“According to Irish folk belief, there are two ways of achieving certain salvation. The first is through a red martyrdom, or dying for one’s faith in the tradition of the early Christians and the great missionary saints. The second path to sainthood, and the one chosen by most ordinary people, is the white martyrdom (ban-martra), a slow ‘death to self’ through acts of self-denial – fasting, penance – and, above all, a life characterized by sexual purity.” – Nancy Scheper-Hughes, anthropologist (2001: 206)

 “You can’t just let nature run wild.” – Walter Hickel, former Governor of Alaska (1992)

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Quote #1 suggests that sex is potentially dangerous for all people, regardless of cultural background. Note that Malinowski’s use of the word ‘savage’ was acceptable at the time. Today, it obviously isn’t. (#2) However, despite that danger, sex is powerful and has a hold over people. (#3) They can assert control over sexual impulses, but to suppress them entirely is difficult enough to be considered equivalent to martyrdom. (#4) All societies need regulation, including for sexuality. (I took some license with this last quote, one of my favorites. The actual context was that Hickel was defending the state’s controversial aerial wolf control program, apparently said without irony). 

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The young wife, Isakapu, put on her best jewelry and climbed to the top of a coconut tree near her village. From there she shouted down to her husband, Kabwaynaka, and to any other witnesses below that his accusations of adultery against her were false, and that she resented that he had beaten and insulted her out of jealousy a few days earlier. Kabwaynaka climbed up after her to bring her down, but before he could reach the top she jumped, throwing herself to her own death (Malinowski 1929: 120).

In Bronislaw Malinowski’s classic ethnography The Sexual Lives of Savages, suicide in the Trobriand Islands was an acceptable means of escape from the shame of breaking various sexual taboos (even if the accusations were false). This was the case not only for adultery, but also for bestiality, or for having sex within the clan. Consuming the poisonous gallbladder of a pufferfish was one method for taking one’s own life, but the option chosen by Isakapu, jumping from a tree (known as lo’u), was also common at the time. Malinowski wrote that while the sexual lives of Trobrianders might seem “easy and carnal” to an outsider, in reality they were often marked by “strong passions and complex sentiments” and sometimes filled with strife (p. 119-21).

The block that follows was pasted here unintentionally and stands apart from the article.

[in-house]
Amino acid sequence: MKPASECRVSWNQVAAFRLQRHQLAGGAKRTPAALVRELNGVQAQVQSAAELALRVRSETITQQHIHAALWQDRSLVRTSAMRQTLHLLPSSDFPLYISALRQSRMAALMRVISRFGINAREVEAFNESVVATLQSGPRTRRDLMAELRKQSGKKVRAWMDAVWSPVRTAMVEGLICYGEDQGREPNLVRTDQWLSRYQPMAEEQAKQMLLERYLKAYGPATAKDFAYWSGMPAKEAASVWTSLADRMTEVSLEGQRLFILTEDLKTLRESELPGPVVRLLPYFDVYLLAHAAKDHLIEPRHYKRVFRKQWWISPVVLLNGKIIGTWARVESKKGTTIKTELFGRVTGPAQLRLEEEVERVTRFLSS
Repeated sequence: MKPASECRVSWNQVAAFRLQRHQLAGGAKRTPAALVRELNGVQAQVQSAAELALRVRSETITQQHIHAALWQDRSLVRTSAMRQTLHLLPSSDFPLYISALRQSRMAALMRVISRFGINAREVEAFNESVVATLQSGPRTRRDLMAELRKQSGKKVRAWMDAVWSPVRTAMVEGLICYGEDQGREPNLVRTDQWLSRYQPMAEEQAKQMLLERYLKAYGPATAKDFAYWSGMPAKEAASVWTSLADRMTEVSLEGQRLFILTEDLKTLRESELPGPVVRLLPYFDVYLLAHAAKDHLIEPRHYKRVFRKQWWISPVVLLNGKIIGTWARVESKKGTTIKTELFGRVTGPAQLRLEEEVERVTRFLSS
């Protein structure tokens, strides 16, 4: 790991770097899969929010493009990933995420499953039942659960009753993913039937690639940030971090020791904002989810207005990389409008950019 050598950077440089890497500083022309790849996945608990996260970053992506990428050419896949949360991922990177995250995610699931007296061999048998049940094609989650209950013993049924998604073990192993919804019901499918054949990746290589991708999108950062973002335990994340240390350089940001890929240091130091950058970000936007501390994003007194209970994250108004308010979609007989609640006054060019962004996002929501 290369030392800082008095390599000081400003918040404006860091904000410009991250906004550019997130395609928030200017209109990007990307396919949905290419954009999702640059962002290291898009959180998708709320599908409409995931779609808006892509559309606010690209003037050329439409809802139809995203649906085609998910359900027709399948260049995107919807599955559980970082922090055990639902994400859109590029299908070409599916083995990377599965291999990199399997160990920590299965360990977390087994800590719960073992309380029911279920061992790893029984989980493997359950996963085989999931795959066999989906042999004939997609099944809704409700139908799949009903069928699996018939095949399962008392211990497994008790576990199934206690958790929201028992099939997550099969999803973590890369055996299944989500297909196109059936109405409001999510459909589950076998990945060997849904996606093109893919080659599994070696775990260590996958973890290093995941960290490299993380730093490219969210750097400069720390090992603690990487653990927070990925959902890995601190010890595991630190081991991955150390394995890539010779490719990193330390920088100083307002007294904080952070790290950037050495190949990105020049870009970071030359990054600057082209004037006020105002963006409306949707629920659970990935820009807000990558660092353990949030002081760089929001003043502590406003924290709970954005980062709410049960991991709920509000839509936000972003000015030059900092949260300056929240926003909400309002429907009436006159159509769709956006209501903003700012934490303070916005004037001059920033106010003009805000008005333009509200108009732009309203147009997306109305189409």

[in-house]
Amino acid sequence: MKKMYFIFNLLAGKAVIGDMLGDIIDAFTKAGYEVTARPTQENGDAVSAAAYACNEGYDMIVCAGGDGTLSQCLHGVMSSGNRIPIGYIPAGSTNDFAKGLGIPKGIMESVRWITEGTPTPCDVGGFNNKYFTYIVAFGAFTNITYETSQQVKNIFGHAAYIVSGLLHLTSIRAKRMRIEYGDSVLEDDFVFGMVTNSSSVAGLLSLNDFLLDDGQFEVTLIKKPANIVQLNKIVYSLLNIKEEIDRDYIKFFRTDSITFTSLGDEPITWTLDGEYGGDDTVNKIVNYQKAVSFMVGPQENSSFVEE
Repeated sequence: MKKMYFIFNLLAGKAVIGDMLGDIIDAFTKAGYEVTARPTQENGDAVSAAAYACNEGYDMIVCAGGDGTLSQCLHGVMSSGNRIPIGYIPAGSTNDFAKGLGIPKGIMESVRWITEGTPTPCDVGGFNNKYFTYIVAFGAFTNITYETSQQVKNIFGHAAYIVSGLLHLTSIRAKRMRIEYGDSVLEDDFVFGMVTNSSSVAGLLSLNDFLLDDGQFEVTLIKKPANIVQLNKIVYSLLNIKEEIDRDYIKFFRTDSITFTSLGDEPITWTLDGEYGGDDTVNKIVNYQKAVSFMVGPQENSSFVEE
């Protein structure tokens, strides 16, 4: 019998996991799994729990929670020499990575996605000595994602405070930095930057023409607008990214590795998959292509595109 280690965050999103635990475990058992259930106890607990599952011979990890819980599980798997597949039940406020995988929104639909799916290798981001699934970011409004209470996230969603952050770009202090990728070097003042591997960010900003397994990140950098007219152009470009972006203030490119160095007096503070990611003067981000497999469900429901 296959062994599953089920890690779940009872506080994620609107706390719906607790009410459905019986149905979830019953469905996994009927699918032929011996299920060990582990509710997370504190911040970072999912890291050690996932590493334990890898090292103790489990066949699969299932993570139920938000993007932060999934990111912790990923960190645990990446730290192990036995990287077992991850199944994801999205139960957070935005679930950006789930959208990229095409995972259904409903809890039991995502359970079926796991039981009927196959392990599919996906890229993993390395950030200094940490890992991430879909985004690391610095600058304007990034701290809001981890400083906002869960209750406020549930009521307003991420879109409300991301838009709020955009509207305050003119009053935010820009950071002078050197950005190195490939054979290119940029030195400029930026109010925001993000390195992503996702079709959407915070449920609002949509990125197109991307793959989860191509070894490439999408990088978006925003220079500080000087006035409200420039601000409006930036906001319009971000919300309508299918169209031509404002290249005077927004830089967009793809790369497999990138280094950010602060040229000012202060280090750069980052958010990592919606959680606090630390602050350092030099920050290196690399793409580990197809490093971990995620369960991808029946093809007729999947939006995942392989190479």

A Harvest Scene (Malinowski 1929, plate 57).

A Harvest Scene in the Trobriands (Malinowski 1929, plate 57).

A look at the ethnographic record reveals that strong and complex emotions surrounding sex are not unique to the Trobianders, or to any single culture. Some historical narratives of human sexuality have wondered whether non-Western cultures, or perhaps our distant ancestors, have had a less stressful time with this part of life, placing the blame for any modern sexual malaise at the feet of various culprits. These include (1) religion, particularly the monotheistic Abrahamic faiths (Ray 2012); or (2) capitalism and ‘the Protestant ethic,’ with its emphasis on guilt, self-control, and the frustration of delayed marriage before sufficient resources could be accumulated (Albee 1977); or (3) agriculture, with its emphasis on fixed settlements, the accumulation of private property, and a more intense guarding of paternity and property rights (Ryan and Jethá 2010). Continue reading

Sapiosexuality & Our Behavioral Complexity

You know, animals have sex. It’s biology, it’s natural instinct. We are the only ones who have an erotic life, which means that it’s sexuality transformed by the human imagination.”  — Esther Perel